People living in the shadow of six potentially active volcanoes will take part in a major new study exploring better ways to forecast and cope with future eruptions.
Led by the University of East Anglia (UEA) and launched today, the 3 million project will focus on six volcanoes in Latin America and the Caribbean. Volcanologists, social scientists, and international development experts will work closely with the communities directly at risk to improve preparations for and responses to dynamic volcanic activity.
"In this exciting and novel project we will be collaborating with those responsible for local monitoring of volcanoes, with the disaster managers and policy makers in charge of planning for and responding to eruptions, and with ordinary people living and working in the shadow of active volcanoes. The local communities have a vast wealth of knowledge and this will be a real two-way learning process," said project leader Dr Jenni Barclay of UEA's School of Environmental Sciences.
This will be the first major UK-led study to integrate the experience of communities at risk with the approaches of natural and social scientists to find new and achievable ways to reduce risk.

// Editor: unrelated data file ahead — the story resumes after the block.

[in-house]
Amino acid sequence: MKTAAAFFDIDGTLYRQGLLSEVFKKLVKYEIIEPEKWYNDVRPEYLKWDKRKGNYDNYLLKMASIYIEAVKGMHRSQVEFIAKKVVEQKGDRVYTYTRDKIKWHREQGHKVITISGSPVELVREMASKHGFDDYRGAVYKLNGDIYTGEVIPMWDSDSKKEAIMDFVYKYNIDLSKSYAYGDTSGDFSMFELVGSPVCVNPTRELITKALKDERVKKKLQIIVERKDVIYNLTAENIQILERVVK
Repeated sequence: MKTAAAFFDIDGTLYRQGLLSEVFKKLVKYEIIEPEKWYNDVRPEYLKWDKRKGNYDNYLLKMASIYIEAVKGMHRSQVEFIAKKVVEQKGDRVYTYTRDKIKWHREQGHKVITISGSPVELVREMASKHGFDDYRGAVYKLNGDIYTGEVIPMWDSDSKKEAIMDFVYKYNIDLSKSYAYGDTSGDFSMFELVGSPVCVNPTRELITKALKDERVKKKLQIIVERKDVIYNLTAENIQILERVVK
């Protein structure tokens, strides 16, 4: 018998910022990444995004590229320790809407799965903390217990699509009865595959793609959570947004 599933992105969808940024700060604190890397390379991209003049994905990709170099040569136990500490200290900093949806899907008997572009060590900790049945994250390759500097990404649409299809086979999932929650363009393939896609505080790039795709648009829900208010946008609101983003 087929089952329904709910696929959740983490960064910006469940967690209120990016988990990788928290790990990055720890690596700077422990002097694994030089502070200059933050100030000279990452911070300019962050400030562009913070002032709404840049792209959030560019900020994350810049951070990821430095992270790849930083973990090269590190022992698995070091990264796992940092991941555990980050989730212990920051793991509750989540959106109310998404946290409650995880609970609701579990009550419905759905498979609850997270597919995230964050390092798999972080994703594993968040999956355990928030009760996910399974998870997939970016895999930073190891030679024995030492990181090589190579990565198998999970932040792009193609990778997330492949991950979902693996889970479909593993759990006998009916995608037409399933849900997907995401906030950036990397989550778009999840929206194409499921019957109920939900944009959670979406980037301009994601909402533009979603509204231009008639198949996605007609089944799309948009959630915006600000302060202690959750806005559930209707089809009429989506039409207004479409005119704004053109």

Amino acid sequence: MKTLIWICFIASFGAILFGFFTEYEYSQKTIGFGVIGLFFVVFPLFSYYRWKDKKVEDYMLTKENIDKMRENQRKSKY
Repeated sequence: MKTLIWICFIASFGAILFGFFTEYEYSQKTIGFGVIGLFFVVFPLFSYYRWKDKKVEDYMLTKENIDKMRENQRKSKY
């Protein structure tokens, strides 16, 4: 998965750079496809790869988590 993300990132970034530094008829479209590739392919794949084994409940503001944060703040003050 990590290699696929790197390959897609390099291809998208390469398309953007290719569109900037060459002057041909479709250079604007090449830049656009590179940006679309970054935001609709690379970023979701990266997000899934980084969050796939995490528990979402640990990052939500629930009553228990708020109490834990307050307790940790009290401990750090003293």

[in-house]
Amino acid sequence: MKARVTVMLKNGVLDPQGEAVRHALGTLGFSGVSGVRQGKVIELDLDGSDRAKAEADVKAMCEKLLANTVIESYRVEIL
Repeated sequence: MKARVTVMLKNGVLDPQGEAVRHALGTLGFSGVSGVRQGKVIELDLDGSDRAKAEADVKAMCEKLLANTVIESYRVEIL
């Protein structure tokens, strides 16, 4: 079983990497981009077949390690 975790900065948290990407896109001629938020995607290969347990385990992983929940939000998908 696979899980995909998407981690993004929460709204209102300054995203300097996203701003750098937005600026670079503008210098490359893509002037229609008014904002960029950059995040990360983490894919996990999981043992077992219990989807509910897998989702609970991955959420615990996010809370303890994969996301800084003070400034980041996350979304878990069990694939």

'Strengthening Resilience in Volcanic Areas' (STREVA) is funded by the Natural Environment Research Council (NERC) and the Economic and Social Research Council (ESRC) as part of their 'Increasing Resilience to Natural Hazards' program. The unique, five-year interdisciplinary study brings together volcano experts and international development specialists from UEA, the University of Oxford, University of Bristol, University of Leeds, the British Geological Survey and the Overseas Development Institute along with overseas project partners. The team will develop and apply novel risk analyses with the aim of reducing the negative consequences of volcanic activity on people and assets.
"There are 1500 potentially active volcanoes in the world with aro
|Contact: Simon Dunford|
University of East Anglia